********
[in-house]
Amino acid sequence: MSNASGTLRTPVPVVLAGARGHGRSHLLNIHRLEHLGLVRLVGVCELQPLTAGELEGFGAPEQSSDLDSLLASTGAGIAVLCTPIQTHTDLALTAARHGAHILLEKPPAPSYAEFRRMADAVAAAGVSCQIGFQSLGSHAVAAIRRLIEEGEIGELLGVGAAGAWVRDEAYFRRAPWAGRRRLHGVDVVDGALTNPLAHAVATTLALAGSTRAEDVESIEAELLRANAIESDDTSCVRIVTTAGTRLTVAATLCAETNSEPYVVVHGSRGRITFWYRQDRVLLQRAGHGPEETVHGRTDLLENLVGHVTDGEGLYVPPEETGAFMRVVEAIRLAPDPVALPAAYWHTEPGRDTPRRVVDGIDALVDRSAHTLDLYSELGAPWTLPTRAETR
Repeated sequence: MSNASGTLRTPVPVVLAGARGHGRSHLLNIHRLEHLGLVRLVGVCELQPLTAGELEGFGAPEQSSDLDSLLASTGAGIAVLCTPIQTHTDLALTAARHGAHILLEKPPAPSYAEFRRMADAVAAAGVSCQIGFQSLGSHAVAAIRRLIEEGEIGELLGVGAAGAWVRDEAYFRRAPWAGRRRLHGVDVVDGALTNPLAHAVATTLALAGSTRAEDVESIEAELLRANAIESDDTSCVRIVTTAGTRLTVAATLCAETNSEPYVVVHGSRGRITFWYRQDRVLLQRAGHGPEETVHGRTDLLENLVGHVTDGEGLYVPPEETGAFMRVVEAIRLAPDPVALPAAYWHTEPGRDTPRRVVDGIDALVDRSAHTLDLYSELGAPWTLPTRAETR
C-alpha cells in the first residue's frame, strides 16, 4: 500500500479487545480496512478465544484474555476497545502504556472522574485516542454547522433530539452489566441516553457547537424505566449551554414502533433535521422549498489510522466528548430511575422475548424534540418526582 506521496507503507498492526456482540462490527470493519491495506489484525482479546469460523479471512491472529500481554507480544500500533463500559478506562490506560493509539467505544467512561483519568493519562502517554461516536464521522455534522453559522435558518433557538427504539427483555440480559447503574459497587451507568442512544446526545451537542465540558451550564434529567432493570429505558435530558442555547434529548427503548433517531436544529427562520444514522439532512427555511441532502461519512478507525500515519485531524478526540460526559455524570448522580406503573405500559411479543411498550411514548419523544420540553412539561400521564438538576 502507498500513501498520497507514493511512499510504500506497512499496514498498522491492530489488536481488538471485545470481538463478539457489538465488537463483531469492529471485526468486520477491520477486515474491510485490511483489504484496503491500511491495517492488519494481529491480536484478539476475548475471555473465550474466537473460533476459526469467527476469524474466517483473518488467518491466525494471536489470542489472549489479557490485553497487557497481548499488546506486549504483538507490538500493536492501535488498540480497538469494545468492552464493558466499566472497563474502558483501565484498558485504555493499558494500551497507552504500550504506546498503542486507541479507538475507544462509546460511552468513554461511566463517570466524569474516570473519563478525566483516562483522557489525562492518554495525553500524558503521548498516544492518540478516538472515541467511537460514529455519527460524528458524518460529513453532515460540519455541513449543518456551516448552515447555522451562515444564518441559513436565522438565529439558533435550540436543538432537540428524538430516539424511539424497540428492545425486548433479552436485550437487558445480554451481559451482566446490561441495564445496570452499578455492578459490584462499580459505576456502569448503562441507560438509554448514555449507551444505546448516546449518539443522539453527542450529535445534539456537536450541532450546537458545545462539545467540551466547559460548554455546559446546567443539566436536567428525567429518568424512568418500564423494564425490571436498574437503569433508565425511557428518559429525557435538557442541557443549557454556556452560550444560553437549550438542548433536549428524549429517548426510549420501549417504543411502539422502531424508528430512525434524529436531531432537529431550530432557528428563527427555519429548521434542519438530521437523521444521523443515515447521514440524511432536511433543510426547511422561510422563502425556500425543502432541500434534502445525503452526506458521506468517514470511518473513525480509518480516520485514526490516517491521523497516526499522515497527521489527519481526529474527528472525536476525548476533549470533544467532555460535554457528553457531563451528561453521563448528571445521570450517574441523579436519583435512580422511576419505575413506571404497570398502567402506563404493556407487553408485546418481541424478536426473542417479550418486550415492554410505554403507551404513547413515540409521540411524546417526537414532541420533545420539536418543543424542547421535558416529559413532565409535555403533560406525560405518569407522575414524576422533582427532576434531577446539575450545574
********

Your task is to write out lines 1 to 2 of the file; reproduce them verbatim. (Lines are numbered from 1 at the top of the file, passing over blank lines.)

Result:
[in-house]
Amino acid sequence: MSNASGTLRTPVPVVLAGARGHGRSHLLNIHRLEHLGLVRLVGVCELQPLTAGELEGFGAPEQSSDLDSLLASTGAGIAVLCTPIQTHTDLALTAARHGAHILLEKPPAPSYAEFRRMADAVAAAGVSCQIGFQSLGSHAVAAIRRLIEEGEIGELLGVGAAGAWVRDEAYFRRAPWAGRRRLHGVDVVDGALTNPLAHAVATTLALAGSTRAEDVESIEAELLRANAIESDDTSCVRIVTTAGTRLTVAATLCAETNSEPYVVVHGSRGRITFWYRQDRVLLQRAGHGPEETVHGRTDLLENLVGHVTDGEGLYVPPEETGAFMRVVEAIRLAPDPVALPAAYWHTEPGRDTPRRVVDGIDALVDRSAHTLDLYSELGAPWTLPTRAETR